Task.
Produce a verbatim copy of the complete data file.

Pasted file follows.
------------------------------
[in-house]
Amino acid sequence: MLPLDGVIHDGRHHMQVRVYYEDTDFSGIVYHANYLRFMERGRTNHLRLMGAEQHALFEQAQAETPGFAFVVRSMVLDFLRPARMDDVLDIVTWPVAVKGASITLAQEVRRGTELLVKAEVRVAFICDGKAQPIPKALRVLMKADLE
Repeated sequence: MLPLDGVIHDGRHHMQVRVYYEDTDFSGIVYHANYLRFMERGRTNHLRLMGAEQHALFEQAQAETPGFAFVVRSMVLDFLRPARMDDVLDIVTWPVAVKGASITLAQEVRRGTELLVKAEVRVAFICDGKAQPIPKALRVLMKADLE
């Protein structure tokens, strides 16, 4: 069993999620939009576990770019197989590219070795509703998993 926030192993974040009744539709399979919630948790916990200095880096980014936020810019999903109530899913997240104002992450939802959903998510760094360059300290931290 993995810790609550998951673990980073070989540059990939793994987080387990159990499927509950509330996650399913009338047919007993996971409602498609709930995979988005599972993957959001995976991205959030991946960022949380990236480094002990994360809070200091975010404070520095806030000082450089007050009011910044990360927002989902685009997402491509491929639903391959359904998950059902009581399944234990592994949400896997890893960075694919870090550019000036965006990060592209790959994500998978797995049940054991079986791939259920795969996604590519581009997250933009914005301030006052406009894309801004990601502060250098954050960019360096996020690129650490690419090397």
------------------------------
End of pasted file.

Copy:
[in-house]
Amino acid sequence: MLPLDGVIHDGRHHMQVRVYYEDTDFSGIVYHANYLRFMERGRTNHLRLMGAEQHALFEQAQAETPGFAFVVRSMVLDFLRPARMDDVLDIVTWPVAVKGASITLAQEVRRGTELLVKAEVRVAFICDGKAQPIPKALRVLMKADLE
Repeated sequence: MLPLDGVIHDGRHHMQVRVYYEDTDFSGIVYHANYLRFMERGRTNHLRLMGAEQHALFEQAQAETPGFAFVVRSMVLDFLRPARMDDVLDIVTWPVAVKGASITLAQEVRRGTELLVKAEVRVAFICDGKAQPIPKALRVLMKADLE
């Protein structure tokens, strides 16, 4: 069993999620939009576990770019197989590219070795509703998993 926030192993974040009744539709399979919630948790916990200095880096980014936020810019999903109530899913997240104002992450939802959903998510760094360059300290931290 993995810790609550998951673990980073070989540059990939793994987080387990159990499927509950509330996650399913009338047919007993996971409602498609709930995979988005599972993957959001995976991205959030991946960022949380990236480094002990994360809070200091975010404070520095806030000082450089007050009011910044990360927002989902685009997402491509491929639903391959359904998950059902009581399944234990592994949400896997890893960075694919870090550019000036965006990060592209790959994500998978797995049940054991079986791939259920795969996604590519581009997250933009914005301030006052406009894309801004990601502060250098954050960019360096996020690129650490690419090397």